The sidewalks are uneven and broken forcing you out onto the street and into the path of motorbikes, pedicabs and handcarts all racing along and weaving in and out of lanes and even onto the sidewalk to get around the stalled traffic. You need to keep one eye on the sidewalk and one eye on the motorbikes.  

Young Filipinos push the handcarts along the street in flip flops. Each cart carries bamboo trays loaded with homemade rice cakes, food wrapped in banana leaves and Spam cooked in a variety of ways. Spam is a popular dish here and you see it in many restaurants.  As on many islands, Spam is a legacy of the US troops during WWII.

In sharp contrast to the handcarts, are the Starbucks on many street corners. The world is shrinking, and not necessarily in a good way.

Pollution is a big problem here. A lot of Filipinos wear cloths over their mouths and noses.

The smog is so thick in Manila that you can chew on it.

But unlike in China where they spit it out onto the sidewalk, here they just swallow it in chunks.

Breakfast was an adventure, but not too risky. Living in Toronto, we were quite familiar with Filipino dinner foods, like lechon (roast suckling pig), Adobo chicken, and sticky rice. The Philippino breakfast menu, however, was totally foreign to us. We ended up with two dishes that we shared, a hot rice noodle with a gloopy orange/brown sauce, shrimp and a slice of boiled egg on top, and a salty hot rice dish, like Chinese congee, called, appropriately enough, “Arroz caldo.” It came with another slice of boiled egg and some crispy fried garlic. Both actually tasted better than it sounds.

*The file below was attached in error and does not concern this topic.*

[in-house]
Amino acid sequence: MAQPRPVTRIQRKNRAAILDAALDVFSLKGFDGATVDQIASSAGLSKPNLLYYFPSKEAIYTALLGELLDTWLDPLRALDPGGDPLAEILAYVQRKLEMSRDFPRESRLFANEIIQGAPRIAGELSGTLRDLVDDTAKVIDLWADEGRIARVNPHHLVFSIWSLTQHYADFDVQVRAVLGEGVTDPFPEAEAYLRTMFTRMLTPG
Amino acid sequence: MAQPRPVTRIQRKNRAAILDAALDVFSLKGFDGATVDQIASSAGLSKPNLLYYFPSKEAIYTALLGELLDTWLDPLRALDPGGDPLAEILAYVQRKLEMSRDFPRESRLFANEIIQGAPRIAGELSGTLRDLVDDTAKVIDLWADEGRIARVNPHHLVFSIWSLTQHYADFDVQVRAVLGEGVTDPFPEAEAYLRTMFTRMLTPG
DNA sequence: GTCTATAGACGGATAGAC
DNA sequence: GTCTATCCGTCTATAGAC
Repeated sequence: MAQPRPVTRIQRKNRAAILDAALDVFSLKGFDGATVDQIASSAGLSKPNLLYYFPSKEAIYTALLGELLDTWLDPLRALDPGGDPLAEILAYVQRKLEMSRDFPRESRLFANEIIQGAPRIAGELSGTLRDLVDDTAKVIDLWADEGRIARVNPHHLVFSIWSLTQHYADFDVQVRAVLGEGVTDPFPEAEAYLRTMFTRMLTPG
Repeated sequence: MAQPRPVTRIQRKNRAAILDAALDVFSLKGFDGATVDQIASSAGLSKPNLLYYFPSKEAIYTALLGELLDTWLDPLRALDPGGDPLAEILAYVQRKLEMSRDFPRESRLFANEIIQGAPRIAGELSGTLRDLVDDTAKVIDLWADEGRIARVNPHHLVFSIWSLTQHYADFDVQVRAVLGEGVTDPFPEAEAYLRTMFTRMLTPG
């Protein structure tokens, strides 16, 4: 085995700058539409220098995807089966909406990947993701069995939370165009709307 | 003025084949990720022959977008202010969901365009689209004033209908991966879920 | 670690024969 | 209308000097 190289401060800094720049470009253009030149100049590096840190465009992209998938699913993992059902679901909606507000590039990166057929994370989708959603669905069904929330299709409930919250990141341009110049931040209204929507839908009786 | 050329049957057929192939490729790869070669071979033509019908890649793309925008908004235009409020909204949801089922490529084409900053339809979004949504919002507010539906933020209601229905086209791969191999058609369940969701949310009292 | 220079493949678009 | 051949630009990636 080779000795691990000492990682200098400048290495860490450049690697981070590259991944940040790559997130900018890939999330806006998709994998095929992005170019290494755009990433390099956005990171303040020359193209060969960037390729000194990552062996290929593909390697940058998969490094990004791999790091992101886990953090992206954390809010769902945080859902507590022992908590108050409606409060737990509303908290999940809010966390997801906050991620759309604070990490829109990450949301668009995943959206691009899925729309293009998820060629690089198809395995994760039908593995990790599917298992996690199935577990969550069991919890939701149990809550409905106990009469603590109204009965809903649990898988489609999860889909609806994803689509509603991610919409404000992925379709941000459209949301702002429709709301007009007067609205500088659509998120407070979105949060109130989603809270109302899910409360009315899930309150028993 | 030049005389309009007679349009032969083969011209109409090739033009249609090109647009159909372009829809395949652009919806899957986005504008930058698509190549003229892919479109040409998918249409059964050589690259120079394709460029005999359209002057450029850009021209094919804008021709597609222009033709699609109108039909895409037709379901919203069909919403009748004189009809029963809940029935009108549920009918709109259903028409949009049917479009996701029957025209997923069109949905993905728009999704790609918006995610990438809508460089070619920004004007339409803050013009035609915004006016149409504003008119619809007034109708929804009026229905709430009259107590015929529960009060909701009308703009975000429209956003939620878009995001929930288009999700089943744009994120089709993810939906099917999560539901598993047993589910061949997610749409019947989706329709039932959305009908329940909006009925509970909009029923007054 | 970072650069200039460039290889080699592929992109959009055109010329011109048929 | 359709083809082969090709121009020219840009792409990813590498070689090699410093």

Initially we were concerned about coming to the Philippines because of the kidnappings in the past and a report that violence might break out over proposed changes to the current electoral rules. In fact, today a firefight broke out between a Muslim terrorist group and the military and 19 people were killed. But that is only in the far south island of Mindanao and we will be staying further north where the majority of the population is Catholic.

Then there are the monsoons and the typhoons.

We’re past Monsoon season, but just learned that three typhoons ripped through here in the last couple of weeks and they are expecting possibly one more soon. Hmmm!

All and all, the Philippines have already been a pleasant surprise. The people are exceedingly friendly, which one would expect given the fact that they export “service.” Everyone from airport security, people on the street and even the armed greeters at the stores has been polite, smiling and helpful. And one can easily accept the contrast between the verdant green hills we saw from the air and the reality on the streets of Manila, after all there is pollution in all big cities.

Manila skyline, Philippines

Makati Skyline at night. Makati is a city in the Philippines` Metro Manila region and the country`s financial hub. It`s known for the skyscrapers and shopping malls.

How to get to Boracay from Manila

But we didn’t come here for Manila and, in fact, we’re only staying here for one night. Now we’re off to Boracay Island where we hope the initial impressions of the lush, green Philippines we saw from the air will be confirmed.

Boracay is famed for its beaches and has the second best beach in the world according to TripAdvisor.  It ranks fourth of 25 on Travel + Leisure’s Top Ten island’s list.

Getting to Boracay is not easy however. As I said earlier, Manila is pretty far away from North America. Then you have to take a 72-seat puddle jumping turboprop from Manila to Caticlan with Cebu Pacific Airways.

At first glance, the flights look inexpensive, but once you arrive at the airport you’re suddenly hit with extra baggage fees of 150 pesos per kilo (approximately $3.75/kilo). They even weighed us and our handbags. Of course, traveling for seven months doesn’t afford us the luxury of traveling light, so it was expensive. Then there’s a terminal usage fee, which is surprising given that the new terminal has recently been voted the worst in the world.